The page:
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A Community of Practice (CoP) for consumer horticulture has been formed as part of the eXtension system. The CoP was organized at the National Consumer Horticulture Forum held Nov. 2005 at the Minnesota Landscape Arboretum. The meeting was attended by representatives of 24 states from all four Extension geographical regions. The attendees discussed project priorities and began to build a framework for working together across state lines on eXtension-sponsored activities and other efforts. Initial plans from the meeting include constructing a National Consumer Horticulture FAQ database, developing online learning modules that can be used for Master Gardener training, and developing marketing tools to better identify consumer horticulture resources available through local as well as national Extension activities. This presentation will provide additional details regarding the Consumer Horticulture Forum, an update regarding consumer horticulture activities within eXtension, and an opportunity for members of ASHS to learn how they can get involved in eXtension. Information regarding eXtension CoPs (including Consumer Horticulture) is continually being updated on the eXtension CoP Web site (cop.extension.org) and information regarding the Consumer Horticulture Forum has been posted on the Consumer Horticulture CoP Community Home page (cop.extension.org/wiki/Consumer_Horticulture_Community).

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) transplanting techniques that minimize desiccation ( Beard, 1973 ). Rapid root extension into the soil is essential to gain access to water and nutrients to support the establishment of the sod plants. Therefore, understanding the impact of various management

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74 ORAL SESSION 14 (Abstr. 520–527) Cross-commodity/No commodity: Human Issues/Extension/Technology Transfer Tuesday, 25 July, 8:00–10:00 a.m

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, combined with year-round consumer demand, create the need for extended fruit production into the off season. The climatic conditions in the Intermountain West require the use of season extension technologies so that growers may successfully supply markets

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“Backyard Farmer” is a Cooperative Extension (CE) television program that airs one night a week on the Nebraska Educational Television Network (ETV). “Backyard Farmer” is a one-hour program which airs throughout the lawn and gardening season from approximately April 1 to September 1 each year. This program combines a live call-in format, along with mailin questions and samples to be answered by the panel. In addition they discuss timely topics which are illustrated by videotapes and live demonstrations. The panelists are specialists in horticulture, entomology, plant pathology and agronomy (weed science).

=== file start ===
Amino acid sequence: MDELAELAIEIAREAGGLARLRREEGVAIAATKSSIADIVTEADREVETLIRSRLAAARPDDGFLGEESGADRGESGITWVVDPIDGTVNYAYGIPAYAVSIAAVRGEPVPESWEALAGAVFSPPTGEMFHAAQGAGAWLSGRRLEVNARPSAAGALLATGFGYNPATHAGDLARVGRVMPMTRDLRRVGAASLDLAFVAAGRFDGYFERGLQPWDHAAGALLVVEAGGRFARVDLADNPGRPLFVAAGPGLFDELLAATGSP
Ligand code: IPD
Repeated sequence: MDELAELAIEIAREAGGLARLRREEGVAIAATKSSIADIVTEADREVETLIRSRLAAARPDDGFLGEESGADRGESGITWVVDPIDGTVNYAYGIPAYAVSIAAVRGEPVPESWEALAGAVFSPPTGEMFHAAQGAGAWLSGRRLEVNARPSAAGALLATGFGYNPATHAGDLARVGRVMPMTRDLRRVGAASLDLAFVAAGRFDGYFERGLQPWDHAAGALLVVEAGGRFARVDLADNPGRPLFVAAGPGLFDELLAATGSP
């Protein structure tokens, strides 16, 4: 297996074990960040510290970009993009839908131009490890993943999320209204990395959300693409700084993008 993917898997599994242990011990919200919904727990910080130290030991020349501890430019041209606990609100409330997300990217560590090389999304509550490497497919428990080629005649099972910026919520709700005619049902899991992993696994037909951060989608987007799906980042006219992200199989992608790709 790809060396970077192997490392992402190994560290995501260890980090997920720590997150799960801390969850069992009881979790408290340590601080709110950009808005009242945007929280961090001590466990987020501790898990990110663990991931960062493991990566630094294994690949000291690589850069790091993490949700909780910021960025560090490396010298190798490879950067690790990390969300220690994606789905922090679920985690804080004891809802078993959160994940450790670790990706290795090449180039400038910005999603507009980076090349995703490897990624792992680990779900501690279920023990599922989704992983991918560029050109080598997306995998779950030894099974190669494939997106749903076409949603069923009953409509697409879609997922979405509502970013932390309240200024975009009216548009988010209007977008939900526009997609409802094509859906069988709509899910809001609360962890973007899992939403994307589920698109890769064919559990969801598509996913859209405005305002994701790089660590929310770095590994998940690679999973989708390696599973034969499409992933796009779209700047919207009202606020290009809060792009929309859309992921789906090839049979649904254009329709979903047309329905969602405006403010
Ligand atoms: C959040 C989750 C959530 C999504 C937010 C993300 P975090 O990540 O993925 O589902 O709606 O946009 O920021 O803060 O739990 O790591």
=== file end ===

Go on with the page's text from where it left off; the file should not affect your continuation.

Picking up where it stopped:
Slightly over two-thirds of the Nebraska households (69%) were familiar with “Backyard Farmer”. Backyard Farmer has been watched in 49% of Nebraska households. Thus Backyard Farmer is viewed in approximately 270,000 households.

Viewers are more likely than non-viewers to have sought advice from Cooperative Extension in the past two years. Although the total number of viewers in the urban area was higher than in the rural area, there was a higher proportion of viewers in the rural area. Nearly half of the “Backyard Farmer” viewing audience (47%) was under age 45.

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44 POSTER SESSION 7 (Abstr. 381–397) Extension/Technology Transfer/Public Education Monday, 24 July, 1:00–2:00 p.m.

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( Evans et al., 1997 ). Plant growth regulators that limit shoot length extension are used most often to improve the light environment in the canopy for better fruit color development and quality. P-Ca (Apogee ® ) is a primary plant bioregulator in pome

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results indicate that high tunnels can effectively and economically be used in the Intermountain West as an early-season extension technique for strawberries. Fall planting dates for the in-ground tunnel and the east–west-facing vertical systems were

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Funding reductions have left many Extension field and specialist positions unfilled when they are vacated. In New England, severe economic downturns have made this situation acute and have forced Extension programs to find innovative and more efficient ways of delivering information to clientele groups. The nursery and landscape industries comprise a major agricultural sector in New England whose needs must be met to maintain agriculture in the region. Yankee Nursery Quarterly was developed as a regional effort to draw upon nursery and related expertise from the six New England states. Yankee Nursery Quarterly provides information in the areas of nursery and Christmas tree production, landscaping, arboriculture, garden center operation and turfgrass four times annually. The publication format deviates from the standard 8 ½″ by 11″ size and uses 2 color printing, a four-column layout and black and white photography to provide a recognizable, informative and visually appealing product.

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Abstract

The first source for information retrieval in county Extension offices should be a file to 1) provide direct answers from information in the microfiche file; or 2) provide names of reference publication where answers can be readily found in specific publications normally available in county Extension offices.

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